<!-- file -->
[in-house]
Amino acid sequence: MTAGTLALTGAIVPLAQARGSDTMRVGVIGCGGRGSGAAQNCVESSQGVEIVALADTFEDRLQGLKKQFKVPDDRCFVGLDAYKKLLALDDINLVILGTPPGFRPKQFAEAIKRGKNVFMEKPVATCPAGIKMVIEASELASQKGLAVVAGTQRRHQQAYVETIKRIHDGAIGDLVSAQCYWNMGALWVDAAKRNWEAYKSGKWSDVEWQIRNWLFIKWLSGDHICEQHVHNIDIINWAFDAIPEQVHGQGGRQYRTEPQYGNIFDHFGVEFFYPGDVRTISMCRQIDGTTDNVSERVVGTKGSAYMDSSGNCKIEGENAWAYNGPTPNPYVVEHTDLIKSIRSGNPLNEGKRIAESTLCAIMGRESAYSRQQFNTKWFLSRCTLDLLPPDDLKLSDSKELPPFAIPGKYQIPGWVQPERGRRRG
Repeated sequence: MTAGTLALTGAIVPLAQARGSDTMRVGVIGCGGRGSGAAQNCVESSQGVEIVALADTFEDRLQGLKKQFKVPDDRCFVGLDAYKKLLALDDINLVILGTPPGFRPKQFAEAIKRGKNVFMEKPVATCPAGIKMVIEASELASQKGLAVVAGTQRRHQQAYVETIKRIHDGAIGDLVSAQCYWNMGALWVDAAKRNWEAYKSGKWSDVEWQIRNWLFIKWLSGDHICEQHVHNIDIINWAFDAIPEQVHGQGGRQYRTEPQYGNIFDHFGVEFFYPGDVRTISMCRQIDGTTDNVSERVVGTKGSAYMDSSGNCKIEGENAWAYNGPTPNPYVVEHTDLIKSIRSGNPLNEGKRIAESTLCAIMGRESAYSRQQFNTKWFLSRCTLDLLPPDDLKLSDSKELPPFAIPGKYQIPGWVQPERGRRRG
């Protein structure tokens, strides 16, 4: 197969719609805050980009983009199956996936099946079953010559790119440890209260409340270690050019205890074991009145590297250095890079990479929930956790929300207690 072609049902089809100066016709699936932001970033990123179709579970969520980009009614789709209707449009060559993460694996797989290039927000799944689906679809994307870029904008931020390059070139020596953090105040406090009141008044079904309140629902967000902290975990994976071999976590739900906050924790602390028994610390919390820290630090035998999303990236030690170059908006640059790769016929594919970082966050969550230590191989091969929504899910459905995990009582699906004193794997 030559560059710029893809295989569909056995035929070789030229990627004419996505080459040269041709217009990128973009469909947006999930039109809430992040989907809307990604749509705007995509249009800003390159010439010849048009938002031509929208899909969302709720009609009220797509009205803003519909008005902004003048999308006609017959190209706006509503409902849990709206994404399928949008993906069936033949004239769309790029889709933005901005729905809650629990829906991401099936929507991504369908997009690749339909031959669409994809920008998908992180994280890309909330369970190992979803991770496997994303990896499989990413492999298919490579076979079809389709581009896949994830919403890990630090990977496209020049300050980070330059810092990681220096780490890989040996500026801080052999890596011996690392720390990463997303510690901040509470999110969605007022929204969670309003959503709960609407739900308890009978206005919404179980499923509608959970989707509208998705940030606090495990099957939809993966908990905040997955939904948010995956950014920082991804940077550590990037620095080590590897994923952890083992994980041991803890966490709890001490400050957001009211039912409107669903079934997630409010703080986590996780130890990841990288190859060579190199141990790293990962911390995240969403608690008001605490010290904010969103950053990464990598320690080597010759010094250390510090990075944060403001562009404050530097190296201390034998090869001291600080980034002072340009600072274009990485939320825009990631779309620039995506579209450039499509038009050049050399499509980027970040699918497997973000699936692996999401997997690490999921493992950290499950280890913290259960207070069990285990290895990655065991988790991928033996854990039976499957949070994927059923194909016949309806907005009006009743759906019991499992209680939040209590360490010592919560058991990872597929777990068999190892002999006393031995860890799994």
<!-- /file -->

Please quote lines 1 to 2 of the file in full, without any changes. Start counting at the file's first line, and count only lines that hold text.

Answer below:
[in-house]
Amino acid sequence: MTAGTLALTGAIVPLAQARGSDTMRVGVIGCGGRGSGAAQNCVESSQGVEIVALADTFEDRLQGLKKQFKVPDDRCFVGLDAYKKLLALDDINLVILGTPPGFRPKQFAEAIKRGKNVFMEKPVATCPAGIKMVIEASELASQKGLAVVAGTQRRHQQAYVETIKRIHDGAIGDLVSAQCYWNMGALWVDAAKRNWEAYKSGKWSDVEWQIRNWLFIKWLSGDHICEQHVHNIDIINWAFDAIPEQVHGQGGRQYRTEPQYGNIFDHFGVEFFYPGDVRTISMCRQIDGTTDNVSERVVGTKGSAYMDSSGNCKIEGENAWAYNGPTPNPYVVEHTDLIKSIRSGNPLNEGKRIAESTLCAIMGRESAYSRQQFNTKWFLSRCTLDLLPPDDLKLSDSKELPPFAIPGKYQIPGWVQPERGRRRG